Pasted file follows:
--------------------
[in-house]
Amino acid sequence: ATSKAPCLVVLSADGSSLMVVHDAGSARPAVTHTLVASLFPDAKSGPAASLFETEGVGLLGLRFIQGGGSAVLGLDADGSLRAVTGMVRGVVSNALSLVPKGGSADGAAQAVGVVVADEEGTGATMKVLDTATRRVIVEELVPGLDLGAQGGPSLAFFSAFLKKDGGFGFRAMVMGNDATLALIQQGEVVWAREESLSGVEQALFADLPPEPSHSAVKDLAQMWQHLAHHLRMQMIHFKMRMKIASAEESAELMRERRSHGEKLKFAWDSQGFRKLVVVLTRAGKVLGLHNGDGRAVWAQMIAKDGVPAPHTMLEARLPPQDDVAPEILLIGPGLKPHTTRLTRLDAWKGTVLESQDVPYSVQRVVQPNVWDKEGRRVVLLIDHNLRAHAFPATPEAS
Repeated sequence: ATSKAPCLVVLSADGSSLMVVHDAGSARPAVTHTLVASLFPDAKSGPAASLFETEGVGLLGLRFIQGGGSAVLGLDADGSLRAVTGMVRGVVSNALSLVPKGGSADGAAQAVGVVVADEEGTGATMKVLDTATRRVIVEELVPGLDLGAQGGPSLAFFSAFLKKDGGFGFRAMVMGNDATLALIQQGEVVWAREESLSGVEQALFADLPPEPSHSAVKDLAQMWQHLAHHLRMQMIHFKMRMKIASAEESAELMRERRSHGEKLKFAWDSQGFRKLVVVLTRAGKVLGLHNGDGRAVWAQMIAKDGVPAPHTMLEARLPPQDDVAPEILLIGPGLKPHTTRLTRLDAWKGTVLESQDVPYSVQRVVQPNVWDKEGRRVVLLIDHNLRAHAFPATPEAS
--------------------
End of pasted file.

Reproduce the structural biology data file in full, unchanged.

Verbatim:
[in-house]
Amino acid sequence: ATSKAPCLVVLSADGSSLMVVHDAGSARPAVTHTLVASLFPDAKSGPAASLFETEGVGLLGLRFIQGGGSAVLGLDADGSLRAVTGMVRGVVSNALSLVPKGGSADGAAQAVGVVVADEEGTGATMKVLDTATRRVIVEELVPGLDLGAQGGPSLAFFSAFLKKDGGFGFRAMVMGNDATLALIQQGEVVWAREESLSGVEQALFADLPPEPSHSAVKDLAQMWQHLAHHLRMQMIHFKMRMKIASAEESAELMRERRSHGEKLKFAWDSQGFRKLVVVLTRAGKVLGLHNGDGRAVWAQMIAKDGVPAPHTMLEARLPPQDDVAPEILLIGPGLKPHTTRLTRLDAWKGTVLESQDVPYSVQRVVQPNVWDKEGRRVVLLIDHNLRAHAFPATPEAS
Repeated sequence: ATSKAPCLVVLSADGSSLMVVHDAGSARPAVTHTLVASLFPDAKSGPAASLFETEGVGLLGLRFIQGGGSAVLGLDADGSLRAVTGMVRGVVSNALSLVPKGGSADGAAQAVGVVVADEEGTGATMKVLDTATRRVIVEELVPGLDLGAQGGPSLAFFSAFLKKDGGFGFRAMVMGNDATLALIQQGEVVWAREESLSGVEQALFADLPPEPSHSAVKDLAQMWQHLAHHLRMQMIHFKMRMKIASAEESAELMRERRSHGEKLKFAWDSQGFRKLVVVLTRAGKVLGLHNGDGRAVWAQMIAKDGVPAPHTMLEARLPPQDDVAPEILLIGPGLKPHTTRLTRLDAWKGTVLESQDVPYSVQRVVQPNVWDKEGRRVVLLIDHNLRAHAFPATPEAS